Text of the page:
rimfire: A type of firearm cartridge that used a firing pin which strikes the base's rim, instead of striking the primer cap at the center of the base of the cartridge to ignite it (as in a centerfire cartridge). The rim of the rimfire cartridge is essentially an extended and widened percussion cap which contains the priming compound, while the cartridge case itself contains the propellant powder and the projectile (bullet).

rolling block: A form of firearm action where the sealing of the breech is done with a circular shaped breechblock able to rotate on a pin. The breechblock is locked into place by the hammer, thus preventing the cartridge from moving backwards at the moment of firing. By cocking the hammer, the breechblock can be rotated freely to reload the weapon.

round: a single cartridge.

sabot: a device used in a firearm to fire a projectile, such as a bullet, that is smaller than the bore diameter.

safety: A mechanism used to help prevent the accidental discharge of a firearm, helping to ensure safer handling. Safeties can generally be divided into subtypes such as internal safeties (which typically do not receive input from the user) and external safeties (which typically allow the user to give input, for example, toggling a lever from "on" to "off" or something similar). Sometimes these are called "passive" and "active" safeties (or "automatic" and "manual"), respectively.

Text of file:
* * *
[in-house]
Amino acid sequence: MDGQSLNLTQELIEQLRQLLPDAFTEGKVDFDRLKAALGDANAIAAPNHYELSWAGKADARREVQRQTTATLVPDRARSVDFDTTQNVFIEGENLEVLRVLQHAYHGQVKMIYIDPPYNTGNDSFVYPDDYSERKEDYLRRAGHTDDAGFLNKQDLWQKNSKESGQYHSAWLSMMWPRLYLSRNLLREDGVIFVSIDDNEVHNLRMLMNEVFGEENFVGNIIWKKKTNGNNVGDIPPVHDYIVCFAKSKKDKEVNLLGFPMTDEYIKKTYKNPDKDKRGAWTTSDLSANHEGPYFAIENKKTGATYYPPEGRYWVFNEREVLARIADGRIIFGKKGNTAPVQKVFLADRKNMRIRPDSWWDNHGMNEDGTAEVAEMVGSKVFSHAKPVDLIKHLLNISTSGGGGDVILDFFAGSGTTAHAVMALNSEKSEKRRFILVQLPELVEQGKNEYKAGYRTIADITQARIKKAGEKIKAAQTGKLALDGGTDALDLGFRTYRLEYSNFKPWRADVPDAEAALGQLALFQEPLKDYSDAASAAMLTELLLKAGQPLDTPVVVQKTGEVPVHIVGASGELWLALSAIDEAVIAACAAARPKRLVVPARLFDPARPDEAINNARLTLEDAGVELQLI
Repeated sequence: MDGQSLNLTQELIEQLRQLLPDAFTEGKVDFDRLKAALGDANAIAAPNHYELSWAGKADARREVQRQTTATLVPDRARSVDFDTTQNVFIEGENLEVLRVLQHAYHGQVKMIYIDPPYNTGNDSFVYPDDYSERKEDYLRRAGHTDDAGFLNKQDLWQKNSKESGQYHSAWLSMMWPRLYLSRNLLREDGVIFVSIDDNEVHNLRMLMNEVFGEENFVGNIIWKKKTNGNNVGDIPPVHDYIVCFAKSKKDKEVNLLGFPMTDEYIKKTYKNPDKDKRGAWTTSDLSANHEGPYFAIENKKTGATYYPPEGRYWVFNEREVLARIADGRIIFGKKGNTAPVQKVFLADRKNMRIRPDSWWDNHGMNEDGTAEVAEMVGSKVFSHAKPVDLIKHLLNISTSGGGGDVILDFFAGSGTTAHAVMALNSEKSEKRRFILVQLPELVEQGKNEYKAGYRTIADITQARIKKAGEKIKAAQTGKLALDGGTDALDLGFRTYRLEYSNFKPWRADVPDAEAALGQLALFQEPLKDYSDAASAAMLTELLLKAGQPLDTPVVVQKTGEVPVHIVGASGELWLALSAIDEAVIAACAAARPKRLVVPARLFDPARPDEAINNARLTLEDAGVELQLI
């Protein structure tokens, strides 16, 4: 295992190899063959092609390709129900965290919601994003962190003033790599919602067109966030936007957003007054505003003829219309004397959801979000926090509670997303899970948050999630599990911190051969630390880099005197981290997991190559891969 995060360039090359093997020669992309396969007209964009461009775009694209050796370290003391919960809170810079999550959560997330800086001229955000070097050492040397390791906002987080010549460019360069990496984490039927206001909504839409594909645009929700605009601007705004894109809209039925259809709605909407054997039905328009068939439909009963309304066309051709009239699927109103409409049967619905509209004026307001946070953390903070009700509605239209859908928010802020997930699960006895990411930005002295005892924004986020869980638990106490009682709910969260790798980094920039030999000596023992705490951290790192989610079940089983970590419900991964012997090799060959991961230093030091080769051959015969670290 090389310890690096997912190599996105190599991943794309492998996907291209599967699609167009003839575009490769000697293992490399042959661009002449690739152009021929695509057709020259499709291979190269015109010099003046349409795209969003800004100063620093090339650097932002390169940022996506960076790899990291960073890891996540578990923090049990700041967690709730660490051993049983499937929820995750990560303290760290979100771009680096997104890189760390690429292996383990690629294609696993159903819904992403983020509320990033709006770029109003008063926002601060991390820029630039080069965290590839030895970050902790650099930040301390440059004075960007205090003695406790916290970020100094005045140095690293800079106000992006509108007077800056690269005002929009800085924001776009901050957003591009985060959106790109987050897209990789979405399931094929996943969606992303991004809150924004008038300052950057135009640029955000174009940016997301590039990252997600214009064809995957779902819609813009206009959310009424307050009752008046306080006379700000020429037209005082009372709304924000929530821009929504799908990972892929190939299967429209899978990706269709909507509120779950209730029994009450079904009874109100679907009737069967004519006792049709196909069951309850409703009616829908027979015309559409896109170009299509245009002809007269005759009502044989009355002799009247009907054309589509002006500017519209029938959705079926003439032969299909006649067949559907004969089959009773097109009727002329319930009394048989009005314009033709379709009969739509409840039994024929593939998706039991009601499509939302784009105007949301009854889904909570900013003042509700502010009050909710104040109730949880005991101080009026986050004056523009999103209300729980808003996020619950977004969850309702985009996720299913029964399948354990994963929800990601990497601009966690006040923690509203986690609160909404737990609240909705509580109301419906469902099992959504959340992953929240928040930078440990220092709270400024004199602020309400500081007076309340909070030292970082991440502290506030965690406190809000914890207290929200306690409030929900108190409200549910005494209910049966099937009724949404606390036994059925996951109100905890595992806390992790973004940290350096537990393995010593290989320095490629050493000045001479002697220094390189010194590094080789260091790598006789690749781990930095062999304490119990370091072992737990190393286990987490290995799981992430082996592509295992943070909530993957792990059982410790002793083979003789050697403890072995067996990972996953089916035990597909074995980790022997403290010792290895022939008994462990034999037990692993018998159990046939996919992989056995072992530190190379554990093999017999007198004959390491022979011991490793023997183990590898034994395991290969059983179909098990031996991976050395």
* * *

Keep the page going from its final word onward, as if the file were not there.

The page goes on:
sawed-off shotgun/short-barreled shotgun (SBS): a type of shotgun with a shorter gun barrel and often a shorter or deleted stock.

selective fire: A firearm that fires semi–automatically and at least one automatic mode by means of a selector depending on the weapon's design. Some selective fire weapons utilize burst fire mechanisms to limit the maximum or total number of shots fired automatically in this mode. The most common limits are two or three rounds per pull of the trigger.

semi-wadcutter or SWC: A type of all-purpose bullet commonly used in revolvers which combines features of the wadcutter target bullet and traditional round nosed revolver bullets, and is used in both revolver and pistol cartridges for hunting, target shooting, and plinking. The basic SWC design consists of a roughly conical nose, truncated with a flat point, sitting on a cylinder. The flat nose punches a clean hole in the target, rather than tearing it like a round nose bullet would, and the sharp shoulder enlarges the hole neatly, allowing easy and accurate scoring of the target. The SWC design offers better external ballistics than the wadcutter, as its conical nose produces less drag than the flat cylinder.

shooting range: a specialized facility designed for firearms practice.

shooting sticks: are portable weapon mounts.